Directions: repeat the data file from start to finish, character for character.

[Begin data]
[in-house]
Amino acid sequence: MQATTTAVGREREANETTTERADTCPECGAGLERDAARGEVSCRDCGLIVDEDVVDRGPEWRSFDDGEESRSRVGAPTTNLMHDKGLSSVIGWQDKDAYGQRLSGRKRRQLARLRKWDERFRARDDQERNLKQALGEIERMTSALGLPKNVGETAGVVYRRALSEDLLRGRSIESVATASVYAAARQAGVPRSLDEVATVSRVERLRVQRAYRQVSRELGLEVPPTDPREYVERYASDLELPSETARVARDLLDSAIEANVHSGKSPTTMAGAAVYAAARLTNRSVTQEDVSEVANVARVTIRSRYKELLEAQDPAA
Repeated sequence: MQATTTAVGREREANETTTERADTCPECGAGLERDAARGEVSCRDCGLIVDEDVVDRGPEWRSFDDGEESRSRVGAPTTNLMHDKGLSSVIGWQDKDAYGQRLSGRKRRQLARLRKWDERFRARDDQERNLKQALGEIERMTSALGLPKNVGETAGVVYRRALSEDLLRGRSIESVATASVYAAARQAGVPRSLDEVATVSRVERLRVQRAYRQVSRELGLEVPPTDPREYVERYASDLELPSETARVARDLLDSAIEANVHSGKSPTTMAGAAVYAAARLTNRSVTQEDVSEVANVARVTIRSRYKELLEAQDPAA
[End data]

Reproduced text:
[in-house]
Amino acid sequence: MQATTTAVGREREANETTTERADTCPECGAGLERDAARGEVSCRDCGLIVDEDVVDRGPEWRSFDDGEESRSRVGAPTTNLMHDKGLSSVIGWQDKDAYGQRLSGRKRRQLARLRKWDERFRARDDQERNLKQALGEIERMTSALGLPKNVGETAGVVYRRALSEDLLRGRSIESVATASVYAAARQAGVPRSLDEVATVSRVERLRVQRAYRQVSRELGLEVPPTDPREYVERYASDLELPSETARVARDLLDSAIEANVHSGKSPTTMAGAAVYAAARLTNRSVTQEDVSEVANVARVTIRSRYKELLEAQDPAA
Repeated sequence: MQATTTAVGREREANETTTERADTCPECGAGLERDAARGEVSCRDCGLIVDEDVVDRGPEWRSFDDGEESRSRVGAPTTNLMHDKGLSSVIGWQDKDAYGQRLSGRKRRQLARLRKWDERFRARDDQERNLKQALGEIERMTSALGLPKNVGETAGVVYRRALSEDLLRGRSIESVATASVYAAARQAGVPRSLDEVATVSRVERLRVQRAYRQVSRELGLEVPPTDPREYVERYASDLELPSETARVARDLLDSAIEANVHSGKSPTTMAGAAVYAAARLTNRSVTQEDVSEVANVARVTIRSRYKELLEAQDPAA